Are credit cards good or bad? What is the true cost of owning a pet? How can you make money on YouTube?
These are just some of the burning questions today’s youth have about money and some of the topics the Canadian Foundation for Economic Education (CFEE) and Scotiabank have seen presented in their National Money Fair.
Like a science fair, the Money Fair encourages students to pick a topic about money they are interested in, research the topic and prepare a presentation of their findings. The Fair helps students learn about money and improve their financial literacy and capability.
The Fair will receive submissions of three-minute long video presentations from across the country, posting them online and announcing the winners. The top submission will win $2,000, the second place will win $1,000 and the third place will win $500.
Ms. Senior’s Grade 7 and 8 students have put together presentations to submit and will be competing!
“The Virtual Money Fair is an important learning opportunity as it helps students research a topic of their own interest but also pushes them to think about money in a real-world scenario,” says Ms. Senior. “As a cross-curricular tool, the Fair teaches them research skills and technology while incorporating financial and media literacies.”
Here are just a few of the submission summaries our students will be entering:
The Gender Pay Gap
Anika, Grade 7
“I chose to do my presentation on the gender pay gap because I am passionate about gender biases and social justice,” says Anika. “I want to make a difference with this issue and try to stop the inequality. In my research, I found it surprising how deep the bias goes and how much the gap widens for women in marginalized groups. If I were to win the Fair, I would put some money into a savings account, donate some to a worthwhile cause and spend a little on myself.”
How do I Get to Venice… A Savings Story
Clara, Grade 7
“I chose to explore how kids can make money and how to set rates, all with the goal of trying to get to Venice,” says Clara. “I really want to go to Venice, but it’s too much money. So I looked at ways kids can make the most money for the least amount of work and discovered rates. I was surprised in my research that dog walking and lawn mowing are actually the jobs that generate the most money, not babysitting or raking leaves like I originally thought. If I were to win the Fair, I would probably save it for university, but I would also use some to buy Reese’s Pieces and Sour Patch Kids.”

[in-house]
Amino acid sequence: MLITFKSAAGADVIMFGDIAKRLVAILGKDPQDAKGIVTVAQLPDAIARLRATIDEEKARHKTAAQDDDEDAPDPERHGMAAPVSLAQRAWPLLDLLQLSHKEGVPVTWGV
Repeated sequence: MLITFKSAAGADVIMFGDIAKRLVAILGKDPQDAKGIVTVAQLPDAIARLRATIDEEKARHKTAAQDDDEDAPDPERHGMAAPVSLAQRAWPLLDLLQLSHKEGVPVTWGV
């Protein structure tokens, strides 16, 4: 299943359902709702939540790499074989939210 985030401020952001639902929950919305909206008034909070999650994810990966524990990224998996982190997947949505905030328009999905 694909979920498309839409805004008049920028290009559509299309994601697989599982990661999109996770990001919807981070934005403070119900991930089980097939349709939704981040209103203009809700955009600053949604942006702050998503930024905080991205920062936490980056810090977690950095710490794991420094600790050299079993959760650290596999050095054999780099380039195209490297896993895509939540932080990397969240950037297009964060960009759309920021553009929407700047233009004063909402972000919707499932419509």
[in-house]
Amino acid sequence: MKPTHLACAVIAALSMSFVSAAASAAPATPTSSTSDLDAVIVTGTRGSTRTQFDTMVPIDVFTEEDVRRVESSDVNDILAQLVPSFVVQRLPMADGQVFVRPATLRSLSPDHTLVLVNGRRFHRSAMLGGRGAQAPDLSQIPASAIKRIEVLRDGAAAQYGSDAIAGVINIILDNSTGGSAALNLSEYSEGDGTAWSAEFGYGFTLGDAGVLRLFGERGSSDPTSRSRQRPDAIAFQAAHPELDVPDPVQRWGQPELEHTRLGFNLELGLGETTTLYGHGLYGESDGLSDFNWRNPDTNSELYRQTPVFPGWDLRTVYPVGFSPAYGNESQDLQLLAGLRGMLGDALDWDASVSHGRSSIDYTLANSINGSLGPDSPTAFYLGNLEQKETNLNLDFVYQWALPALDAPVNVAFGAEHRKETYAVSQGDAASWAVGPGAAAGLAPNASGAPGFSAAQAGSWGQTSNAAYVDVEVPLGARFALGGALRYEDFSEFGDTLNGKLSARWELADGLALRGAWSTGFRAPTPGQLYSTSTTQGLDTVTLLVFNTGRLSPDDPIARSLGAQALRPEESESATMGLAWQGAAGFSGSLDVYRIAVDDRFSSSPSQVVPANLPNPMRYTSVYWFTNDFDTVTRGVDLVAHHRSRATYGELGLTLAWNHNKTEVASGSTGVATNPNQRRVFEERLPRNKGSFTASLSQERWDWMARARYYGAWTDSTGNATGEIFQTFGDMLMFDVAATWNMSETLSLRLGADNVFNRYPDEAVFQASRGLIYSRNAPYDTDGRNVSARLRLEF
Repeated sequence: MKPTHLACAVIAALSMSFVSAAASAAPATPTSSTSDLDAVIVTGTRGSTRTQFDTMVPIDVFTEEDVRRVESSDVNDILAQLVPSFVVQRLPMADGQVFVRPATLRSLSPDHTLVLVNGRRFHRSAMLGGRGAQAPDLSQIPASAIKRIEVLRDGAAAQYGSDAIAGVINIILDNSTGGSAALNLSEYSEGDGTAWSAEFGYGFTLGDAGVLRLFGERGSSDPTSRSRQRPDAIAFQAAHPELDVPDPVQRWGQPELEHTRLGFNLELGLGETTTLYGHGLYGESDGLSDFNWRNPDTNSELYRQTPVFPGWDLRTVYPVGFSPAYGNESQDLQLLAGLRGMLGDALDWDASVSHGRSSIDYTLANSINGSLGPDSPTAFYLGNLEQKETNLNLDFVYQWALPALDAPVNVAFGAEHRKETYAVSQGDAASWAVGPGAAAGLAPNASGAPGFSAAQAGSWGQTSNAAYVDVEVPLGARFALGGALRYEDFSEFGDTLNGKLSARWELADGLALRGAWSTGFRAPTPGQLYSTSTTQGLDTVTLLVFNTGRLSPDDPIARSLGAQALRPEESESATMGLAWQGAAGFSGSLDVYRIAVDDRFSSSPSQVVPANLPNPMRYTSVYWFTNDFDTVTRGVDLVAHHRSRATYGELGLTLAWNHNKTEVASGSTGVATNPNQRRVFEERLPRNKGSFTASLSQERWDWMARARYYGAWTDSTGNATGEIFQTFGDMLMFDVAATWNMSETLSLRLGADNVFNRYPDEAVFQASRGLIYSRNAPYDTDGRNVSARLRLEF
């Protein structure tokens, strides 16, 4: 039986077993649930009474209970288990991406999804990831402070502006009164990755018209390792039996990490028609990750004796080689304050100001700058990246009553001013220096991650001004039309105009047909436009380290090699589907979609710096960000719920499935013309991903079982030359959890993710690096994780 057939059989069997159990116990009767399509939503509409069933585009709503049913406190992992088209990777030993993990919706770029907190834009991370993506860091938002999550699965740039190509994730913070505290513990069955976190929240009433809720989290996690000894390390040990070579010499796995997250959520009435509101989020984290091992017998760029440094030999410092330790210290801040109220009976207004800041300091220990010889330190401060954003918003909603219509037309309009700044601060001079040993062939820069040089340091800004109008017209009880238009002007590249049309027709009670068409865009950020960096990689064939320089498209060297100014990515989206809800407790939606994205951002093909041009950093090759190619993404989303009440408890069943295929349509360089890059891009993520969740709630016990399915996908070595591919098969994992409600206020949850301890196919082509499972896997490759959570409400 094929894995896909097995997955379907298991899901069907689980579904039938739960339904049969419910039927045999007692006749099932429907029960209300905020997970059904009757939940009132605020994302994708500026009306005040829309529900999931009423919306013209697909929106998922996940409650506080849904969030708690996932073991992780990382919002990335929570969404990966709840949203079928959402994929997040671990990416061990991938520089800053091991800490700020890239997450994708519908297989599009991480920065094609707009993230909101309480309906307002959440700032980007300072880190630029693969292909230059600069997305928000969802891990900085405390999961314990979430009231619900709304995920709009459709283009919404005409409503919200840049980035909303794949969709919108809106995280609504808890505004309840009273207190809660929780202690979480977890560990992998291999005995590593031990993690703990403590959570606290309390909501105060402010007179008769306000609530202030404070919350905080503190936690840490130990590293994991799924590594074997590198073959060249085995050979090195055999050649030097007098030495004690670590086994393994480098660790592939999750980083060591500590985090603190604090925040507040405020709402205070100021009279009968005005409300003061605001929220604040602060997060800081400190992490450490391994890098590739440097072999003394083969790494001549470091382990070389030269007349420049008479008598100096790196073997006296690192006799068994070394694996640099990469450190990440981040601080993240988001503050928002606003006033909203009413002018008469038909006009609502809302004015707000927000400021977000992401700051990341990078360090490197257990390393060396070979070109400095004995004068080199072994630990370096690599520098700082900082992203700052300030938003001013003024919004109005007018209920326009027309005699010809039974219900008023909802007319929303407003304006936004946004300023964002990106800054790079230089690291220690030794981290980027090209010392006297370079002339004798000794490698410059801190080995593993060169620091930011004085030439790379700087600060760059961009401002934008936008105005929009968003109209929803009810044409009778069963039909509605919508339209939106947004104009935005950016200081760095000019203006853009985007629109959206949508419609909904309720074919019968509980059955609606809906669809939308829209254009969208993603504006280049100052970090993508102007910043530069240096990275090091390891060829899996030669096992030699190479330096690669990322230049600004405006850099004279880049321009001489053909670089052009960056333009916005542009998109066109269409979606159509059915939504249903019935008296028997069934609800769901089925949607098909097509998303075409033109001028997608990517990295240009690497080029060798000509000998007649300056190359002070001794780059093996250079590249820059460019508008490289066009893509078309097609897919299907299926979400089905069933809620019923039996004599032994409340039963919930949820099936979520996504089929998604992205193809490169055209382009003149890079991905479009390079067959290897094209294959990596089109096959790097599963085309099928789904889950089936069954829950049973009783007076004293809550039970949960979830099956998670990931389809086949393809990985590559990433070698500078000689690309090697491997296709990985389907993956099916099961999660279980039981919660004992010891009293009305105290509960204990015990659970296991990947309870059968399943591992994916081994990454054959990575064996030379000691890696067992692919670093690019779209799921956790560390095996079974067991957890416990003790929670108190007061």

How Banks Make Money
Sayde and Sahithi, Grade 8
“We chose to look at how banks make money because we were both curious about the ins and outs of the money-making process,” says Sayde. “The main surprise we learned was that they don’t make money from the government, when we genuinely thought they did. With our prize money, we would save half and put the rest away for college.”
How Doctors in Canada Make Money
Rihanat, Grade 8
“I chose to talk about how doctors make money in Canada because I have always been curious about the ‘free’ healthcare system in Canada,” says Rihanat. “I am also interested in information regarding medical workers since I want to go into the medical field. I learned how Canadians pay a substantial amount of money for healthcare even though there is not an actual healthcare tax. I also learned that sometimes money from lotteries goes toward hospitals and research. With the prize money, I would probably save it for school and the future and use some of it toward a charity.”
How TikTok’ers Make Money
Esther & Amy, Grade 7
“Because so many people use the app, we thought it would be interesting to dig deeper into the different ways TikTok users make money, other than just going viral,” says Amy. “What we learned was that one of the most famous TikTok users could become a billionaire by the age of 28 just by posting 15-second daily dance videos. With brand deals and donations, TikTok users were able to accumulate all these nice things too. If we win, we would donate 15% of the earnings to help children with disabilities. We are so lucky to be able to have the education we receive and we want to try and equalize all children as much as we can.”